What is Chronic Fatigue Syndrome?
Can upper cervical adjustments help chronic fatigue syndrome?
One of the most frustrating parts of dealing with chronic fatigue syndrome (CFS) or fibromyalgia is knowing what to do… or even where to start!
You’ve likely done all kinds of research on Google looking for chronic fatigue syndrome specialists but haven’t found a solution that has worked for you. My guess is that your research on CFS has only yielded something like this: “We don’t know what causes it, and the best medical treatment is on stress and pain management.”
Now, if you’re the kind of person who doesn’t want to be a victim - i.e., you believe that there IS something you can do about it and that you DON’T just have to live the rest of your life this way - you’ve likely made a sharp pivot into different approaches in your search for answers.
In this space, you’ve discovered no shortage of possible solutions: diet, exercise, meditation, yoga, pilates, herbal supplements, anti-virus treatments, cleanses, gene therapies and various other chronic fatigue syndrome treatments that people have tried.
You may even have tried many of these approaches yourself. Some with great success, others not so much.
So what is going on? What’s the cause of YOUR chronic fatigue syndrome? Most impotently, what treatment will it take to work for you?
In this article, I want to share with you one of the missing pieces of the puzzle and a potential solution that may be able to help you if you are dealing with chronic fatigue syndrome: a different type of healthcare called upper cervical care, which focuses on the alignment of the top bones in your neck, and how they affect your central nervous system …
… but what I am going to do first is give you a context about chronic fatigue syndrome, which may help explain why it has been so difficult to find answers so far.
How to “read" a common headache behind the eyes pain
Chronic fatigue syndrome is a “diagnosis by exclusion.” By that, I mean that you have all the blood tests and brain scans (MRIs) come back as “normal” … yet you still experience fatigue and/or pain all the time. So in the absence of a specific thing that a GP or chronic fatigue specialist can pinpoint, they simply give your symptoms a name.
So chronic fatigue syndrome, in itself, is nothing more than a label!
In the past, doctors used to tell people that their fatigue or pain was “All in their head and that they needed to see a psychologist or psychiatrist.” In my opinion, that is a shameful way to practice: just because we struggle to identify what is causing chronic fatigue syndrome does NOT mean that it’s “all in your head.”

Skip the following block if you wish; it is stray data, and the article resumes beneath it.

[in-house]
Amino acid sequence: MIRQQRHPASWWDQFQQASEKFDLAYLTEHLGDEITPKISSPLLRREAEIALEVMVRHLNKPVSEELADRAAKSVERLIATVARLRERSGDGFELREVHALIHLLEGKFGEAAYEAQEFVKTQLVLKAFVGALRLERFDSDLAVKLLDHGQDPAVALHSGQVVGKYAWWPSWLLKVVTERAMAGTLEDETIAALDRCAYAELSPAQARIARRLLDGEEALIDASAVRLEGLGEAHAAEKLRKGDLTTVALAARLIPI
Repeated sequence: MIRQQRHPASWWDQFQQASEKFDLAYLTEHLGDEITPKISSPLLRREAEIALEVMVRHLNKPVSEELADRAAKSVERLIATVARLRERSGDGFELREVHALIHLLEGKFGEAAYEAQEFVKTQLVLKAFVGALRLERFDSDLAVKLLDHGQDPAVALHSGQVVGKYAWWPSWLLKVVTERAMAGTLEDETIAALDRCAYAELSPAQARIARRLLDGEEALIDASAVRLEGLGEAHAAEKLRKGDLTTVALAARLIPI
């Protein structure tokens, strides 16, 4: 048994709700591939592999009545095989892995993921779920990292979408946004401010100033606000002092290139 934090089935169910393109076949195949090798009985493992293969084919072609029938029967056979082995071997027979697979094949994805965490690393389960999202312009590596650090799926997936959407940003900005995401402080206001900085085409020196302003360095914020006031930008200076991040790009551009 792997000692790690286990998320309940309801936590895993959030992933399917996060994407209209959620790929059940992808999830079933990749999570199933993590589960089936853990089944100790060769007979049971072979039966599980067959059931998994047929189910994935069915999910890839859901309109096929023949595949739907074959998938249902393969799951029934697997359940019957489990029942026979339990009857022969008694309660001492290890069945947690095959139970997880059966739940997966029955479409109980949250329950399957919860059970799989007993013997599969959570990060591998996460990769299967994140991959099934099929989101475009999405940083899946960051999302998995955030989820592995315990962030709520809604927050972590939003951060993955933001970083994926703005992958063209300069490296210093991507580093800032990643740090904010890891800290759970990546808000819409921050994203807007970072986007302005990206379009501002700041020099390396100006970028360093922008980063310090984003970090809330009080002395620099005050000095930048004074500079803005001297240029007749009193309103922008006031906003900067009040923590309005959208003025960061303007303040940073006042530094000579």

Instead, I believe that chronic fatigue syndrome is a functional disorder where the normal energy-producing and sensory-processing parts of the brain are affected. Think of it like a crossed wire or a computer virus. There isn’t necessarily anything that you can see to cause your symptoms, but there is something affecting the way that the system works.
In addition, I believe strongly that chronic fatigue syndrome is a “combination lock” type of condition. In other words, there is not one single thing that causes it, but a combination of things that can be different in all people.
Consider the analogy of driving from the Brisbane CBD to our North Lakes office (and if you don’t live in Brisbane, you’ll still get the gist of it anyway:
- You can take the Gateway M1 and the Bruce Highway to get here
- You can take Sandgate Road
- You can take the A1 through Stafford and Aspley to get to North Lakes
- You can take the Gateway but then cut through Redcliffe (which ALWAYS takes longer)
- You can go up South Boundary Road through Albany Creek to Petrie
- Or you can drive the REALLY long way through the back of Samford and Dayboro and then back around through Woodford and Caboolture
Multiple routes all with the same destination. I believe THAT is the reason chronic fatigue syndrome is so challenging: because very few people consider ALL the possibilities that you could be dealing within your life.
Each of us who works with people who have chronic fatigue syndrome has our own specialties and ways that we can help. However, it is important to diagnose the factors that you actually have - and the ones that you don’t - do that an appropriate care strategy can be devised that gives you the best possible chance of success.
What is the cause of chronic fatigue syndrome
As I hope you understand now, there is likely not one single cause for chronic fatigue syndrome. We do know a few things about how the condition develops.
Many people have a genetic susceptibility (known as under-methylation, or a mutation of the MTHFR gene) for CFS
- Many people have been exposed to a virus such as the Epstein Barr virus or some other type of virus, bacteria or parasite
- Many people have some type of metal-toxicity that is affecting their overall metabolism and that may be attributed to a number of potential causes including amalgam fillings, living in mining r industrial towns, and even commuting to the city with exhaust fumes